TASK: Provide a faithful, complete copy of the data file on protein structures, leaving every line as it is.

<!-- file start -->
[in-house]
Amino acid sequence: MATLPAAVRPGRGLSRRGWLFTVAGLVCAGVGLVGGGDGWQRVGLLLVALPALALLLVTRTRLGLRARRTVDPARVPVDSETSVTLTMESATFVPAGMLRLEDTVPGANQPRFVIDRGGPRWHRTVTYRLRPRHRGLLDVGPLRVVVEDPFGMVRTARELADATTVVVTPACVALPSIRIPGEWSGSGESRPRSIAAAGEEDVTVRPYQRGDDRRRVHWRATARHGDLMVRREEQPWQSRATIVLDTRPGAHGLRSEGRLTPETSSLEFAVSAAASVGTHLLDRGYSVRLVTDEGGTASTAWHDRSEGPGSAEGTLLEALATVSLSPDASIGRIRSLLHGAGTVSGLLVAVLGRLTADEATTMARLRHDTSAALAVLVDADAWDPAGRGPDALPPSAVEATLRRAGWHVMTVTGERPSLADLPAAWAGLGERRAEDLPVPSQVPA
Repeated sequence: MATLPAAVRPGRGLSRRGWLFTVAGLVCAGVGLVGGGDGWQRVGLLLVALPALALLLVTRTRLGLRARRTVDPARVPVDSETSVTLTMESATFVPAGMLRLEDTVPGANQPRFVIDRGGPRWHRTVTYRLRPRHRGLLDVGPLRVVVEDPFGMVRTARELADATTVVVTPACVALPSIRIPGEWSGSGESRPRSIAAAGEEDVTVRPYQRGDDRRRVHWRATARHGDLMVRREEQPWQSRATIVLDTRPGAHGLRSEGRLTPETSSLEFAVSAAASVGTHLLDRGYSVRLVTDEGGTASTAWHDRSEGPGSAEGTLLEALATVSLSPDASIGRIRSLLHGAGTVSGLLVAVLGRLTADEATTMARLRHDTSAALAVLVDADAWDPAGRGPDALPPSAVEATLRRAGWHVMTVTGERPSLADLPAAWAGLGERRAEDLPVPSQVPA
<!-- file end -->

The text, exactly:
[in-house]
Amino acid sequence: MATLPAAVRPGRGLSRRGWLFTVAGLVCAGVGLVGGGDGWQRVGLLLVALPALALLLVTRTRLGLRARRTVDPARVPVDSETSVTLTMESATFVPAGMLRLEDTVPGANQPRFVIDRGGPRWHRTVTYRLRPRHRGLLDVGPLRVVVEDPFGMVRTARELADATTVVVTPACVALPSIRIPGEWSGSGESRPRSIAAAGEEDVTVRPYQRGDDRRRVHWRATARHGDLMVRREEQPWQSRATIVLDTRPGAHGLRSEGRLTPETSSLEFAVSAAASVGTHLLDRGYSVRLVTDEGGTASTAWHDRSEGPGSAEGTLLEALATVSLSPDASIGRIRSLLHGAGTVSGLLVAVLGRLTADEATTMARLRHDTSAALAVLVDADAWDPAGRGPDALPPSAVEATLRRAGWHVMTVTGERPSLADLPAAWAGLGERRAEDLPVPSQVPA
Repeated sequence: MATLPAAVRPGRGLSRRGWLFTVAGLVCAGVGLVGGGDGWQRVGLLLVALPALALLLVTRTRLGLRARRTVDPARVPVDSETSVTLTMESATFVPAGMLRLEDTVPGANQPRFVIDRGGPRWHRTVTYRLRPRHRGLLDVGPLRVVVEDPFGMVRTARELADATTVVVTPACVALPSIRIPGEWSGSGESRPRSIAAAGEEDVTVRPYQRGDDRRRVHWRATARHGDLMVRREEQPWQSRATIVLDTRPGAHGLRSEGRLTPETSSLEFAVSAAASVGTHLLDRGYSVRLVTDEGGTASTAWHDRSEGPGSAEGTLLEALATVSLSPDASIGRIRSLLHGAGTVSGLLVAVLGRLTADEATTMARLRHDTSAALAVLVDADAWDPAGRGPDALPPSAVEATLRRAGWHVMTVTGERPSLADLPAAWAGLGERRAEDLPVPSQVPA